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We were staying for two weeks in the bucolic Devon countryside, nestled in a remote cottage perched on the edge of Dartmoor. This legendary, perhaps haunted, bog was made famous in works such as The Hound of the Baskervilles. Our visions of long walks down sun-dappled country lanes were washed out by two weeks of rain during the wettest spring on record; which, for England, is saying something. Determined to “keep calm and carry on,” we donned our raincoats and stiff upper lips, and explored the soggy countryside. What we didn’t know was that we were about to encounter killer cows in England.
Maps in England highlight public rights-of-way where anyone can take a stroll. We brought along such a map and assumed that with it we wouldn’t get lost. That was our first mistake.
Larissa rethinks her choice of jacket color when trying not to be noticed by a bull in England.
After an hour we found ourselves somehow in a farmer’s pasture sinking ankle-deep in mud (and whatever other mud-like substance might be deposited in a cow pasture). We stared up a rise at a herd of longhorn bulls none too happy about our presence. That’s when we realized we were on the wrong side of the fence and the only way out was through an electrified gate. Oh, and there was a bull with horns six feet long (okay, maybe three feet long) blocking it and staring at us ominously, as bulls so often do.
Like something out of a Bugs Bunny cartoon, the bulls started pawing the ground and glaring at us. We froze, not wanting to antagonize our new friends. After 20 minutes of playing statue in the drenching rain and sinking deeper into the muck (Michael sank quicker, weighed down by his discovery, earlier in the week, of donuts pumped full with Devonshire cream), he heroically told Larissa to run for it while he distracted the bulls with his umbrella. (Hey, it’s all he had.)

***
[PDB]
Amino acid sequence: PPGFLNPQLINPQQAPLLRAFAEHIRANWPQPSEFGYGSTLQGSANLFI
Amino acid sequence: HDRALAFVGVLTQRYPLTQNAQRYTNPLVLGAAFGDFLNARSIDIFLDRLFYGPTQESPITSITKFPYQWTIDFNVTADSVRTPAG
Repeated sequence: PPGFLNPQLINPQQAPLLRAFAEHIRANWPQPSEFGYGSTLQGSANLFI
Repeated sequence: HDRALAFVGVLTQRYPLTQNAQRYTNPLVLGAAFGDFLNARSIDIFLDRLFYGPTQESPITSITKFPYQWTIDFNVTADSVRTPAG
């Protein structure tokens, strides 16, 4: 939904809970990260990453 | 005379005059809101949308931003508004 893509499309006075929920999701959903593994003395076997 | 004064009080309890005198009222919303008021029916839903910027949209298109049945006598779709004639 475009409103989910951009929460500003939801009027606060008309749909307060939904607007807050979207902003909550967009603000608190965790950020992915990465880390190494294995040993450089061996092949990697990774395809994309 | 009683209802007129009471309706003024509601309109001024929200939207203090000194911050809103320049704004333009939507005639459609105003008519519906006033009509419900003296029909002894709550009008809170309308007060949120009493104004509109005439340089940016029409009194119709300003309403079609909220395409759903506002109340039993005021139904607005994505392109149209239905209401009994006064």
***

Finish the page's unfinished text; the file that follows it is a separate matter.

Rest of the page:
Larissa thwacked across the muddy field in her hiking sandals while Michael charged up the hill, his souvenir umbrella from the Louvre in Paris leading the way. Unfortunately it didn’t open since he had forgotten to undo the strap. Once that was all sorted out he charged again, counting on the enigmatic smile of Mona Lisa to frighten the bulls.
While Michael held the confused bulls at bay, Larissa employed the dexterity of a bomb squad engineer to unhook the electric fence from the car battery that powered it. We scrambled over the fence, proud that just one of us tore their pants, only to run into the neighboring farm’s tenacious sheep dogs who promptly started biting Michael in the ankle.
If this is a bucolic walk in the English countryside you can keep it.
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